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Old 09-05-2006, 00:18   #82
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Steve:

I believe you are trying to rely too heavily on the computer and the Web. With respect, I'd also suggest you are hearing mostly from second-hand sources on these BB's. Most posters may be experienced boaters and have a conceptual grasp for the issues but few had taken a boat more than a few thousand miles from homebase, and that's just not the league in which you are considering playing.

An example of how you are being held ignorant by relying too heavily on the Web is your statement that, for the designers you currently prefer, there are few samples of such boats on the West Coast. If you were to spend a little bit of time just between SF Bay and the SD area, selectively shopping brokers and then working with one or two of them face-to-face, I'm reasonably sure they would provide you with a bountiful set of WC choices which you could then get your hands on and justify having an opinion about. Shopping YachtWorld is just not reality given the depth of information you are seeking.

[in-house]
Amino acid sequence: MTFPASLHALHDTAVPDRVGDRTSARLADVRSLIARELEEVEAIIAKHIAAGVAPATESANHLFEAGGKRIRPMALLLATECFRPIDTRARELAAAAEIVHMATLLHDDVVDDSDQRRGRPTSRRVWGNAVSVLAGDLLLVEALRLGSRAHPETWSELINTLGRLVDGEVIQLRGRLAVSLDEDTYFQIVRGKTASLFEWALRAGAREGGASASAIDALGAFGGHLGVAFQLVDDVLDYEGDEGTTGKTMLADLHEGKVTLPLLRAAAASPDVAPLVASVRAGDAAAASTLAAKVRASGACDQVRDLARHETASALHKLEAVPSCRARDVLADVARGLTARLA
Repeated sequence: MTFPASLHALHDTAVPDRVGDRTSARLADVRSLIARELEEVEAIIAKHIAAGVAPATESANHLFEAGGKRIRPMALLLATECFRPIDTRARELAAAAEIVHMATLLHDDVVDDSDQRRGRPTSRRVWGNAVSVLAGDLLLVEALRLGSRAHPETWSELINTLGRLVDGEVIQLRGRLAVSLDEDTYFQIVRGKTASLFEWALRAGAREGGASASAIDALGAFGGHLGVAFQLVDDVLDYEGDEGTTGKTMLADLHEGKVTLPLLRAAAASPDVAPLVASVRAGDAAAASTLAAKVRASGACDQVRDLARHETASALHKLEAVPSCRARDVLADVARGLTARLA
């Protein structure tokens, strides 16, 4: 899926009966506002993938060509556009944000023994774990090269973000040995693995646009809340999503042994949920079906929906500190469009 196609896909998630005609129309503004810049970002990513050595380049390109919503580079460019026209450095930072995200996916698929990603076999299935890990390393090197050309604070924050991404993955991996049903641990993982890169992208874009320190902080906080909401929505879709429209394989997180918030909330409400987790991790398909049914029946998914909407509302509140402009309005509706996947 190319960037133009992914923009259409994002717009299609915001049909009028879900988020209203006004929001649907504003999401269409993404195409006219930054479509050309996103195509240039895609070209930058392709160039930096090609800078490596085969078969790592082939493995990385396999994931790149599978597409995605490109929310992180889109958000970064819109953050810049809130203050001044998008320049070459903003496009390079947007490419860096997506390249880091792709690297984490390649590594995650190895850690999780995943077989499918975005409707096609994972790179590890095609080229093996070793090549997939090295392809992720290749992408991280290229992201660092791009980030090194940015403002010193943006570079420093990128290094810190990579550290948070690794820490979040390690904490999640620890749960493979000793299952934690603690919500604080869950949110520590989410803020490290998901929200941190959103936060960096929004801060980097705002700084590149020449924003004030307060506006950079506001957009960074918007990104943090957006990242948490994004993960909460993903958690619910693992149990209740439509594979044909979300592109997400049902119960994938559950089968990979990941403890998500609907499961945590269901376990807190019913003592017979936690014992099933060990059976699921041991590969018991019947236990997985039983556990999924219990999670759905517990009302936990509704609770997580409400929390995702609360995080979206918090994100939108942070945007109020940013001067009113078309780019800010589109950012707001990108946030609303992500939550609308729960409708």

There are also a number of organizations with very experienced members that could and would help you with relevant information if you were to seek them out. The numerous West Coast Stations of the Cruising Club of America leap to mind. Some of the major WC Yacht Clubs will have many members with the kind experience to which you aspire - you could start with the St. Francis YC and SDYC.

I'll bow out for now. Good luck on the search...but really, shut down the computer and get busy out in that portion of the 'real world' where your dreams lie.

Jack
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Old 09-05-2006, 06:22   #83